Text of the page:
I’m rereading the City Watch series this year because it’s about the real power of the law to protect the weak from the powerful and the powerful from each other and to create an environment that allows inclusion and diversity to prosper.
I need this to bolster my hope while my country slides towards the collapse of the rule of law as we tear our democracy apart in the pursuit of Brexit, which I fear is our Reichstag Fire, creating an emergency so Ministers can grant themselves extraordinary powers.
I believe that Pratchett had a firm grasp of both politics and ethics. He understood that politics without ethics is merely a blood sport for the powerful, that ethics without politics is a sterile intellectual exercise and that its the rule of law that yokes these two together.
His depiction of the evolution of the City Watch in this subseries is romantic not in a soppy way but in a way where the Watch aspires to be more than it can sometimes manage to be. In a way that gives us something to live up to – whether we want to or not. That’s a romance I’m happy to embrace in this Brexit year.
The first book in the subseries is “Guards! Guards!” The City Watch is three people, led by Captain Vimes, a man so depressed by the current state of the world that he spends much of his time drunk. This is the book where all of that starts to change.
It’s been more than twenty years since I first read “Guard! Guards!” and even though I remembered the plot (more or less) it was a bit of a shock to meet Vîmes, one of my favourite characters, the one I hope I might get to be for a while on my very best days, drunk in the gutter.
Fortunately, I know that the arrival of Carrot in the Watch means everything is about to change for Vimes so it made me smile to read about him looking at the ancient Watch House and reading the old motto:
“It must have been quite imposing once, but quite a lot of it was now uninhabitable and patrolled only by owls and rats. Over the door a motto in the ancient tongue of the city was now almost eroded by time and grime and lichen, but could just be made out: FABRICATI DIEM, PVNC”
Carrot, the six-foot-six human who thinks he’s a (very tall) dwarf because he was fostered by a dwarf King, has been sent to the big city to join the Watch. He’s prepared himself by reading an old and now largely ignored lawbook. Carrot is likeable, fights well, wants to be the kind of dwarf his mother will be proud of and takes his duty of enforcing the law seriously.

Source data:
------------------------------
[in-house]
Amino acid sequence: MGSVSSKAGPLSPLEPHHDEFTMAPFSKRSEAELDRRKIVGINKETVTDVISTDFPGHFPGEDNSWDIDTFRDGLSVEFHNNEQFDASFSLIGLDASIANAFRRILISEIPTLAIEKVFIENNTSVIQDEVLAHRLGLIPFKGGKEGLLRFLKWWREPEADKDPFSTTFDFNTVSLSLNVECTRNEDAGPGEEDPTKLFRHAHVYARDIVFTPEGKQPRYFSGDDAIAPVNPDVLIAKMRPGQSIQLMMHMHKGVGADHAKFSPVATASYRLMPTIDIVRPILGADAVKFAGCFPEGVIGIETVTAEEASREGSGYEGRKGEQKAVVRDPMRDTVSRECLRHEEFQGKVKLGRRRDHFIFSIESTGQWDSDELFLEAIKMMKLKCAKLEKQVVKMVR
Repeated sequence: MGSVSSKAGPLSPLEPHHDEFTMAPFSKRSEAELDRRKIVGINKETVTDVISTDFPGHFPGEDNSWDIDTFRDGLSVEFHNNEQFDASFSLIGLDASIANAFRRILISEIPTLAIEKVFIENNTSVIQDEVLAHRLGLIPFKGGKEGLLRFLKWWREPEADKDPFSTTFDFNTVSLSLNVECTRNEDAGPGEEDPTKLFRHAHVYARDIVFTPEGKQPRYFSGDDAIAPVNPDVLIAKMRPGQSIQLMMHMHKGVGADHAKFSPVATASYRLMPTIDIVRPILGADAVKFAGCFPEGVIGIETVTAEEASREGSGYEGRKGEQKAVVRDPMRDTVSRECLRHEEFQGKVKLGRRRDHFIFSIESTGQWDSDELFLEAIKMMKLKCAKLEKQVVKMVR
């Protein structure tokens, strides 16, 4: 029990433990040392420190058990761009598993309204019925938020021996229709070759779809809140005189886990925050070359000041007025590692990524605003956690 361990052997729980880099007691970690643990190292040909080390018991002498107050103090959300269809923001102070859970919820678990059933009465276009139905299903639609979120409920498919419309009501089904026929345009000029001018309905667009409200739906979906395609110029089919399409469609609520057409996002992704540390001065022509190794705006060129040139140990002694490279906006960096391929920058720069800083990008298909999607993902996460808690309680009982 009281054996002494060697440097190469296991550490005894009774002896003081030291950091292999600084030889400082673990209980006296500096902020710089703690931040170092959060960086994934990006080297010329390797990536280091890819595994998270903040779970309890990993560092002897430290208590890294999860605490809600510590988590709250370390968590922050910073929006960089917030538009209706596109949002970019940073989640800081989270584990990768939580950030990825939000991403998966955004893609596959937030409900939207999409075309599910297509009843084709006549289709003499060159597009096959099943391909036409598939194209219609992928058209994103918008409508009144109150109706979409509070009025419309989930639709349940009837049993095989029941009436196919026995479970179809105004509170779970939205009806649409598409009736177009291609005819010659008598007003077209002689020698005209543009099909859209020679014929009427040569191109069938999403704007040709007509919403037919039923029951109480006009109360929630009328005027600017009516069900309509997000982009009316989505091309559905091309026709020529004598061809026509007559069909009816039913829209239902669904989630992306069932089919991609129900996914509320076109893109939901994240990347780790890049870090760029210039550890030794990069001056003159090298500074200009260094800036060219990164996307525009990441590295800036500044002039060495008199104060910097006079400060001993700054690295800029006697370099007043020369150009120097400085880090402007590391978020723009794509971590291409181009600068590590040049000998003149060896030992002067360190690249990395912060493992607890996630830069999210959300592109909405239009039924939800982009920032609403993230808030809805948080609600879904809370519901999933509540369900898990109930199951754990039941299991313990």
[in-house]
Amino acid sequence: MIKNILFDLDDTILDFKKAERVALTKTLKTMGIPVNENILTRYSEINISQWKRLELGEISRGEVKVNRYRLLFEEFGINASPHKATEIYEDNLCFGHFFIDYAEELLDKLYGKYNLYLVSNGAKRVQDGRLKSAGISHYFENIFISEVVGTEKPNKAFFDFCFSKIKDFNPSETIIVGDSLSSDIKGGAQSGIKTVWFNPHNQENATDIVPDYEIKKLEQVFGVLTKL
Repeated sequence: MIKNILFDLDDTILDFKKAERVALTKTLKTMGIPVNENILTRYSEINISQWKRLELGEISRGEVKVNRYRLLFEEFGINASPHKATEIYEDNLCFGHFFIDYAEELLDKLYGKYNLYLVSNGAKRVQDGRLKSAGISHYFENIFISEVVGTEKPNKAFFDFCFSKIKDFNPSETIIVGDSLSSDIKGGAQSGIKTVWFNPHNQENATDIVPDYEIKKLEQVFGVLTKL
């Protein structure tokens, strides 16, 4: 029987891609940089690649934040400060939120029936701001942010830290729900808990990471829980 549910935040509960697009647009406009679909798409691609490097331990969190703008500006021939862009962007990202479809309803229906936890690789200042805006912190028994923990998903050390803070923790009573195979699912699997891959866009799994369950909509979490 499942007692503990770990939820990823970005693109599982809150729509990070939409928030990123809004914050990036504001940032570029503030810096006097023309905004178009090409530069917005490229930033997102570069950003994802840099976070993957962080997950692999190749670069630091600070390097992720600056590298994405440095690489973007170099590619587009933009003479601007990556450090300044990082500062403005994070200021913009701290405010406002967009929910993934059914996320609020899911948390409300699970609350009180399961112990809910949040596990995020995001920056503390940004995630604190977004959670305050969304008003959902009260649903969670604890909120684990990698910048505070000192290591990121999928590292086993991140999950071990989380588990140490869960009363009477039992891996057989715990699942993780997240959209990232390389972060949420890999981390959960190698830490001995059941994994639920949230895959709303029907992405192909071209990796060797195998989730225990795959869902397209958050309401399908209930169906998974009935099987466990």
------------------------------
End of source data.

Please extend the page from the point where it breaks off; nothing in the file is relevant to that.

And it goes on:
Early in the book, Vimes leaves Carrot alone in the Watch House, polishing his helmet and breastplate, so as to keep him out of trouble. When the Librarian of the Unseen University (an Orangutang with a vocabulary restricted to “Oook” – it’s a long story) arrives at the Watch seeking help, Carrot leeft a note for Vimes saying “Gone To Fight Crime” and…
“…then he went out on to the streets, untarnished and unafraid”
What a great description that is.
One of the things that I love about Terry Pratchett is that he leaves you to draw your own conclusions about whether Carrot is a hero or an innocent
I prefer to think of him as an innocent. He’s not self-aware enough or egotistaical enough to be a hero.
Labelling Carrot as an innocent made me smile until a voice in my head whispered a quote from Graham Greene’s “The Quiet American”
“Innocence is like a dumb leper who has lost his bell, wandering the world, meaning no harm.”
Of course, I know that Terry Pratchett won’t let Carrot cause any harm. Perhaps that’s why I’m rereading Terry Pratchett and not Graham Greene
Captain Vimes is one of my favourite characters because I like how he sees the world. He sees what’s really there rather than what everyone tells him is there and he feels obliged to act on what he sees..
This is Vimes’ reaction to seeing, for the first time, the huge dragon that is attacking the city:
“And it was all wrong, Vimes thought. Part of him was marvelling at the sheer beauty of the sight, but an insistent, weaselly little group of brain cells from the wrong side of the synapses was scrawling its graffiti on the walls of wonderment.”
The combination of Vime’s refusal to look away from the truth of how things are and Carrot’s absolute belief in his duty to enforce the law combine to create a force that rescues the city from the merciless rule of a power unleashed by someone who yearns for the City’s glorious past but sees none of its current strengths and completely fails to understand the price that will be extracted by summoning a dragon.
To my Brexit-dominated consciousness, the parallels are too powerful to miss.
“Guards! Guards!” isn0t a political essay. It’s a book full of humour, draped around a reasonably complex plot and populated with larger than life characters.
It’s a great start to a great subseries and I feel better for having read it again.
Next up is “Men At Arms” where the new City Watch really starts to emerge.